Women's tennis finishes season after loss in NCAA tournament

by Cody Fujii | 5/15/17 2:10am


No. 45 women’s tennis team fell to No. 17 University of Kentucky 4-2 in its first-round match at the NCAA tournament Friday morning. Initially down 2-0, the women’s team leveled the match 2-2 before losing the next two games.

Kentucky scored the initial doubles point after winning two lopsided matches. Dartmouth’s No. 1 doubles pair, Taylor Ng ’17 and Kristina Mathis ’18, fell 6-0 to Kentucky’s Aldila Sutjiadi and Mami Adachi, the nation’s sixth-ranked doubles team. Jacqueline Crawford ’17 and Lexxi Kiven ’18 also lost 6-1.

“We knew going into it that Kentucky would be a difficult team to play,” Ng said. “They came out really aggressive in doubles and were able to get ahead earlier in points.”

When the two teams met at the 2016 Intercollegiate Tennis Association Spring Kick-Off Weekend, in what would be a 4-1 Kentucky win, it was Dartmouth who had the upper hand in doubles. Then-34th-ranked Ng and Mathis defeated Sutjiadi and Adachi, then the nation’s top doubles team, by a score of 6-4.

“Getting off to a better start in doubles would have been helpful,” women’s tennis head coach Bob Dallis said.

Julia Schroeder ’18 and Racquel Lyn ’20 were leading their doubles match 5-2 when play was halted. Dallis called their performance “outstanding.”

“It was exciting for us to play Kentucky again this year,” Schroeder said. “Going into the match, we knew we had to play with confidence and belief. I was really going for my backhand and playing all-out knowing this could be my last match of the season.”

The Wildcats soon took a 2-0 lead after Kentucky sophomore Justina Mikulskyté defeated Lyn 6-0, 6-3 in the No. 5 singles spot.

Dartmouth rebounded with two consecutive wins to knot the score at 2-2. Mathis dispatched Kentucky junior Adachi 6-1, 6-3, then Dartmouth’s scored its second point when Schroeder pulled out a 6-2, 7-5 victory over Kentucky junior Emily Fanning.

“Even though we lost the doubles point, [the match] looked like it could go both ways for a while, and our team was very resilient in playing every point and doing their best,” Schroeder said.

That brand of play — clawing its way back from a deficit — was typical of this season’s Big Green squad, which went 1-2 in its first three conference matches before winning four straight en route to the Ivy League title.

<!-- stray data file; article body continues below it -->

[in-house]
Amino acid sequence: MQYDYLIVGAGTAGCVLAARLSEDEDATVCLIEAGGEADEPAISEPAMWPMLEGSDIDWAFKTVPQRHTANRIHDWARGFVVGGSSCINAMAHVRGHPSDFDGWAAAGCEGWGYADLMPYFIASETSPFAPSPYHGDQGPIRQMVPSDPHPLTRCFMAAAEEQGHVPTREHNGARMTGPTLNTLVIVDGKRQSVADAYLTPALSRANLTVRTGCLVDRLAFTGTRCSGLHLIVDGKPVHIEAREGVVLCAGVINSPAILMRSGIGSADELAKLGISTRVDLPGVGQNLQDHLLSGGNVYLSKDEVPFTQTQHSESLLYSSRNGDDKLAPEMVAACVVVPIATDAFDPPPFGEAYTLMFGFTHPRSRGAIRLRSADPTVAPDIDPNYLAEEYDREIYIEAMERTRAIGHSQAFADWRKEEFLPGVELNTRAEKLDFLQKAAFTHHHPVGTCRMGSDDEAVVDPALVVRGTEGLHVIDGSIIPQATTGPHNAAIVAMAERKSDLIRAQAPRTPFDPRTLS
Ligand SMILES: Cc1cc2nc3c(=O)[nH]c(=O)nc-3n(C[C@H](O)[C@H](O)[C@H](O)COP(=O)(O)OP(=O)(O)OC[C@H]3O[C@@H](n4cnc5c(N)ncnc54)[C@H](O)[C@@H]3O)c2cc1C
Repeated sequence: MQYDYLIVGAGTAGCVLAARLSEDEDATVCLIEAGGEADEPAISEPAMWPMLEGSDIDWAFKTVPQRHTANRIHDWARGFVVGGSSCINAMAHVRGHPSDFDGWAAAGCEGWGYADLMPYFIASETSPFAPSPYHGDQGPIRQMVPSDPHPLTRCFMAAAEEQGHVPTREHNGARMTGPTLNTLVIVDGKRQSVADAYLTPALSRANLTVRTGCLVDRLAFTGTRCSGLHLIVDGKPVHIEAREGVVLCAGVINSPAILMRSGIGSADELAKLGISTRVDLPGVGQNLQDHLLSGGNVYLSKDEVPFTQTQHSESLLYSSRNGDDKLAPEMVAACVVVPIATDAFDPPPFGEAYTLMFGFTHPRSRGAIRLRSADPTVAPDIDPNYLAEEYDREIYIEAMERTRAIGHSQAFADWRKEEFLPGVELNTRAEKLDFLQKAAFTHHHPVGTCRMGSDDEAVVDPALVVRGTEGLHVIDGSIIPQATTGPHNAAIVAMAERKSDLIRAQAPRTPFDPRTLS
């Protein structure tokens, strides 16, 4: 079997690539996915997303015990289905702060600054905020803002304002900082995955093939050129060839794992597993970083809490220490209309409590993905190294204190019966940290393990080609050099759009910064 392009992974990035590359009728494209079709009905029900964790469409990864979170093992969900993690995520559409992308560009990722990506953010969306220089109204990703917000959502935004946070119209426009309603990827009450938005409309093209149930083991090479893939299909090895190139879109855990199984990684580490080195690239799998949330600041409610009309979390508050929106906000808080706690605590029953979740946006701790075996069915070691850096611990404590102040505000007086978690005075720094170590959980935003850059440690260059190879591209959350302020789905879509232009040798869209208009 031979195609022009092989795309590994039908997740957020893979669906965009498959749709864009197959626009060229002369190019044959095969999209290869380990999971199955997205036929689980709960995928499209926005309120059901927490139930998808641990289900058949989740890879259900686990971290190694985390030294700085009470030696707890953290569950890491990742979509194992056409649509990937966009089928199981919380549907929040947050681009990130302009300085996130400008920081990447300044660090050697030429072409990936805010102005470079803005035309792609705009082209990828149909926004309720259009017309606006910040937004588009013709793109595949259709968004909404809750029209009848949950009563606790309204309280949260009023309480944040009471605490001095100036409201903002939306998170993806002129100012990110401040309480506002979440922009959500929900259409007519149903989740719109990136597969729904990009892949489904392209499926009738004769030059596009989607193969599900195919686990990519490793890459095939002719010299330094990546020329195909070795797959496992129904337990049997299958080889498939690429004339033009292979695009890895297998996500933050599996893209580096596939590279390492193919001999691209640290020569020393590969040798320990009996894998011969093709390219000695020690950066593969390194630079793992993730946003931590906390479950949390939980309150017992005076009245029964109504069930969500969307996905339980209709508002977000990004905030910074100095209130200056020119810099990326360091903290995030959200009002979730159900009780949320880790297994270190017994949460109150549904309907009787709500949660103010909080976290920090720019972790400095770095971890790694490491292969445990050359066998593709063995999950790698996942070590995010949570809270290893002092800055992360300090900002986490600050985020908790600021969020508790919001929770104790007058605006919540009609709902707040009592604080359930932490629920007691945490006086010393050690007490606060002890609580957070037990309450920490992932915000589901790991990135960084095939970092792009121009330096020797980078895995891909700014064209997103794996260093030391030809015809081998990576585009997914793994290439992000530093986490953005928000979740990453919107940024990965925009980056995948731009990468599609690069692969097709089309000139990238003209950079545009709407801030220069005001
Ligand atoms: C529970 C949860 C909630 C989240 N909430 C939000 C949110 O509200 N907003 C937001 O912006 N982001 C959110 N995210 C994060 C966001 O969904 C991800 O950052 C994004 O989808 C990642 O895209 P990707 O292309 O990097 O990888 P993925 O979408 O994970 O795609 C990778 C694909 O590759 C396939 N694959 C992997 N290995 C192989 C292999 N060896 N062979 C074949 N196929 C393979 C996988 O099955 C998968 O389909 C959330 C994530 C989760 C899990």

“As a team, we fought incredibly hard,” Ng said.

Kentucky senior Morgan Chumney helped Kentucky pull ahead 3-2 with a 6-3, 7-6(4) win over Allison McCann ’20.

At the No. 1 position, Sutjiadi, ranked No. 22 nationally, beat Ng in three tight sets. The Kentucky senior took the first set 6-3, but Ng came back with a 7-6 win in the second set.

“After I lost the first set, my coach told me to focus on getting my shots cross-court, so I worked on that, and it worked pretty well in the second set,” Ng said. “It opened up a few more opportunities towards the middle of the points.”

But Sutjiadi got the better of Ng in the third set. Her 6-4 win clinched the match for Kentucky.

Crawford was leading 5-4 in the third set when play was stopped.

Although Dartmouth won just one more point against Kentucky than in 2016, the matches were much closer this time around. In the 2016 clash, Kentucky won three singles matches in straight sets.

“It definitely felt a lot closer this year compared to last time we played Kentucky,” Ng said. “It really did come down to the last two matches. I think this gave the team a lot of confidence going into next year, seeing that there’s not a lot of difference between us and some of these top teams.”

While the performance may have given the Big Green a confidence boost, the team will no longer be able to look to co-captains Ng and Crawford at No. 1 and No. 2 next season. Both have played their final matches for the Big Green. But for now, the team exits the NCAA tournament having proven that it can compete with the top 20 teams in the nation.

“[I]couldn’t be prouder of how our team finished the season,” Schroeder said.